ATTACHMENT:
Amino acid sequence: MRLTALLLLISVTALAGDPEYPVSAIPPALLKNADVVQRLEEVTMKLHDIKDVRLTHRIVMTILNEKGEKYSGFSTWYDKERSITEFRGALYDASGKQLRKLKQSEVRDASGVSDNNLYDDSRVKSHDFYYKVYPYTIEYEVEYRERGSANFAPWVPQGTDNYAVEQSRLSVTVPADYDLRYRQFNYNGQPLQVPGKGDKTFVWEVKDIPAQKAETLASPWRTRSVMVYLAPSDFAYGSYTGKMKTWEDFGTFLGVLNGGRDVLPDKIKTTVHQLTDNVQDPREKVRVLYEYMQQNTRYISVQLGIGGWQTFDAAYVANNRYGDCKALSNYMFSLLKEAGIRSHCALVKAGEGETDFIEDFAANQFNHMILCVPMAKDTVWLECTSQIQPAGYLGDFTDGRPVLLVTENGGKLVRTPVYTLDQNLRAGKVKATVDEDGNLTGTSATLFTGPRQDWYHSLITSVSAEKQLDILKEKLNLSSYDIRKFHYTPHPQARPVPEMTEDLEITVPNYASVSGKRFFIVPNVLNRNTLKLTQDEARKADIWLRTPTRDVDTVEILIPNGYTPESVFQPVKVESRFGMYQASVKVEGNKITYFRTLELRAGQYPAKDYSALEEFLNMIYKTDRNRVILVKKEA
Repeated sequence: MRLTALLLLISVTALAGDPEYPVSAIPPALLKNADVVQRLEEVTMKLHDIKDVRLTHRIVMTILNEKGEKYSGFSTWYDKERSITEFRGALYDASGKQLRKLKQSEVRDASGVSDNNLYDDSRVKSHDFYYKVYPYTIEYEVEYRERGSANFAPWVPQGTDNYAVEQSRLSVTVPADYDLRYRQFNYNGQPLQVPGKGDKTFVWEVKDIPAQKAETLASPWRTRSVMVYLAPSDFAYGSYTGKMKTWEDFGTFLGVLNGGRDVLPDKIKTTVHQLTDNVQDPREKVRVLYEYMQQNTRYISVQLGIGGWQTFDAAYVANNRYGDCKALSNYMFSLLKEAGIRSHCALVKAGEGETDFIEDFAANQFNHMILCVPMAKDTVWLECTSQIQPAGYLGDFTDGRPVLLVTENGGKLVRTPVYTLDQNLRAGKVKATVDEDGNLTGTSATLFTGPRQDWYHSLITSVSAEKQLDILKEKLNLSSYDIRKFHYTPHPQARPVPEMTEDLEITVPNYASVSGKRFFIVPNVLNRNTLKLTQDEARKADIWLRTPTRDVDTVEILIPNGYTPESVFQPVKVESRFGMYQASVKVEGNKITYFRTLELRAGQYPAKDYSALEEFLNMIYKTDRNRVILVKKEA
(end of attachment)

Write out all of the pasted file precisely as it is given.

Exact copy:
Amino acid sequence: MRLTALLLLISVTALAGDPEYPVSAIPPALLKNADVVQRLEEVTMKLHDIKDVRLTHRIVMTILNEKGEKYSGFSTWYDKERSITEFRGALYDASGKQLRKLKQSEVRDASGVSDNNLYDDSRVKSHDFYYKVYPYTIEYEVEYRERGSANFAPWVPQGTDNYAVEQSRLSVTVPADYDLRYRQFNYNGQPLQVPGKGDKTFVWEVKDIPAQKAETLASPWRTRSVMVYLAPSDFAYGSYTGKMKTWEDFGTFLGVLNGGRDVLPDKIKTTVHQLTDNVQDPREKVRVLYEYMQQNTRYISVQLGIGGWQTFDAAYVANNRYGDCKALSNYMFSLLKEAGIRSHCALVKAGEGETDFIEDFAANQFNHMILCVPMAKDTVWLECTSQIQPAGYLGDFTDGRPVLLVTENGGKLVRTPVYTLDQNLRAGKVKATVDEDGNLTGTSATLFTGPRQDWYHSLITSVSAEKQLDILKEKLNLSSYDIRKFHYTPHPQARPVPEMTEDLEITVPNYASVSGKRFFIVPNVLNRNTLKLTQDEARKADIWLRTPTRDVDTVEILIPNGYTPESVFQPVKVESRFGMYQASVKVEGNKITYFRTLELRAGQYPAKDYSALEEFLNMIYKTDRNRVILVKKEA
Repeated sequence: MRLTALLLLISVTALAGDPEYPVSAIPPALLKNADVVQRLEEVTMKLHDIKDVRLTHRIVMTILNEKGEKYSGFSTWYDKERSITEFRGALYDASGKQLRKLKQSEVRDASGVSDNNLYDDSRVKSHDFYYKVYPYTIEYEVEYRERGSANFAPWVPQGTDNYAVEQSRLSVTVPADYDLRYRQFNYNGQPLQVPGKGDKTFVWEVKDIPAQKAETLASPWRTRSVMVYLAPSDFAYGSYTGKMKTWEDFGTFLGVLNGGRDVLPDKIKTTVHQLTDNVQDPREKVRVLYEYMQQNTRYISVQLGIGGWQTFDAAYVANNRYGDCKALSNYMFSLLKEAGIRSHCALVKAGEGETDFIEDFAANQFNHMILCVPMAKDTVWLECTSQIQPAGYLGDFTDGRPVLLVTENGGKLVRTPVYTLDQNLRAGKVKATVDEDGNLTGTSATLFTGPRQDWYHSLITSVSAEKQLDILKEKLNLSSYDIRKFHYTPHPQARPVPEMTEDLEITVPNYASVSGKRFFIVPNVLNRNTLKLTQDEARKADIWLRTPTRDVDTVEILIPNGYTPESVFQPVKVESRFGMYQASVKVEGNKITYFRTLELRAGQYPAKDYSALEEFLNMIYKTDRNRVILVKKEA